Add these herbs to your late summer garden

Still want to grow delicious herbs even after the peak of the growing season in the summer? It’s not too late to start! Late summer is an excellent time to plant seeds directly into the ground or in a container outside, since the temperatures are warm but will start to cool down soon when your plants mature. Better yet, grab seedlings from a local nursery or a friend to ensure your plant’s chance of survival! Even at the cusp of autumn, there are definitely plants that will continue to grow and thrive throughout the fall, especially if you live in a warmer climate zone. From rosemary to parsley, here are a few of our favorite herbs for freshening up a late summer garden.

Growing rosemary

Rosemary

Rosemary is one of the most delicious fragrant herbs for all your fall recipes! It does well in evenly moist soil and cool temperatures, so it likely won’t cause you any trouble when it matures in the fall. While frost hardy, rosemary will die if waterlogged — make sure that you never overwater the soil. If you plan on growing it during the colder months, start your plant in a container to transport inside over winter, as rosemary transplants from the ground can experience shock and die. In addition to using fresh sprigs of rosemary, you can also dry it and store it in a cool, dark area. Rosemary is ready for harvest right before its flowers bloom, and this is the time you’ll typically get the best flavor out of it.

Basil

Basil doesn’t tolerate frost, but it will grow quickly during the final days of summer in warm conditions. You can choose from many different varieties depending on the flavor profile you enjoy, including Italian basil, lemon basil, Thai basil, and more. When given adequate bright light and moist soil, most basil varieties germinate in under two weeks. Most basil should also be ready for harvest in 60 to 80 days after planting, so your herbs should be ready to go before the winter. To keep your plant bushy and full, cut the flowers off and pinch the leaves back continually.

Mint growing in a white pot on a wooden table

Mint

Add a fresh kick to your salads, salsas, desserts, and drinks with fresh chopped mint! You can plant mint in late summer once the evenings start to cool down. While you can grow mint from seed, it can also handle root division well during the late summer and early autumn. Mint appreciates bright indirect light but may need shade protection from the afternoon sun. To keep mint happy, make sure that soil stays evenly damp and that you feed it regularly until the end of the growing season. Whether you grow it in a container or in a garden bed, mint can be a very prolific grower, so pinch it back every week to keep it from growing leggy. During the winter, mint will tolerate a light frost, but you can always be extra careful by cutting back the stems and putting down a layer of mulch if you plant it directly into the ground.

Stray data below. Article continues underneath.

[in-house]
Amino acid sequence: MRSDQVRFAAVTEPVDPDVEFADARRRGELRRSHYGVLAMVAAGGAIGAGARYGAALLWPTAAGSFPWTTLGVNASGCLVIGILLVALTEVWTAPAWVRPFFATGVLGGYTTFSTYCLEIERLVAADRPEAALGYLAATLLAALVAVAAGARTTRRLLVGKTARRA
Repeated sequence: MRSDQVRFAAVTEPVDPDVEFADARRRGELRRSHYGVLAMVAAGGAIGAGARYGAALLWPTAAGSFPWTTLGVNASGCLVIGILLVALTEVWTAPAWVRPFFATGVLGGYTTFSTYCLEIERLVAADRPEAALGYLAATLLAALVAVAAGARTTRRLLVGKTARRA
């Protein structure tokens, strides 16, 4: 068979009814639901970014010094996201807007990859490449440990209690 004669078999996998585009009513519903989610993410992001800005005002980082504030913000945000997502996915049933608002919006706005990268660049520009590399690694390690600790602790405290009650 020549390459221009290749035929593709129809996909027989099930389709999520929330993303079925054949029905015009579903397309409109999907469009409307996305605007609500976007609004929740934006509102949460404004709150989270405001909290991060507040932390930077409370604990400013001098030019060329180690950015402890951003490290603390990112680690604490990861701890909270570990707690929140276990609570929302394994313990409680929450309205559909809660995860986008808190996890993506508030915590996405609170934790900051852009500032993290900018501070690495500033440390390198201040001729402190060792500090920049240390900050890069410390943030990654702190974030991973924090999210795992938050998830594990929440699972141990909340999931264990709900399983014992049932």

Dill

A versatile herb for canning and pickling food, dill is a quick-growing plant with a bright, grassy taste. You should plant it directly into the ground when the height of the summer heat begins to wane — too much heat may actually cause dill to bolt. Dill appreciates bright direct light, but you should give it partial shade and evenly moist soil when the temperature is extra warm outside. Once the heat dies down, dill is very cold-hardy, tolerant of temperatures down to 23 degrees Fahrenheit. You can start to harvest dill as soon as you see that it has four to five leaves.

Four bunches of unplanted parsley with roots

Parsley

Parsley is a go-to garnish packed with folic acid, calcium, and vitamins A and C. It’s also a cold-hardy annual, which means that it will still thrive as it matures in cooler weather. You can soak the seeds to expedite the germination process, or you can make things easier for yourself by buying seedlings. Give your plant full sun, well-draining soil, and a monthly feeding with liquid plant food. Roughly after 70 to 90 days of planting, parsley should be ready to harvest when you see it develop clusters of three or more leaves!

If you thought that your growing days were over by August, think again! Even in late summer, many herbs can thrive until mid-autumn and even through early winter, depending on where you live. With these tips in mind, whip out your growing calendar and get ready to plant for a delicious autumn harvest.

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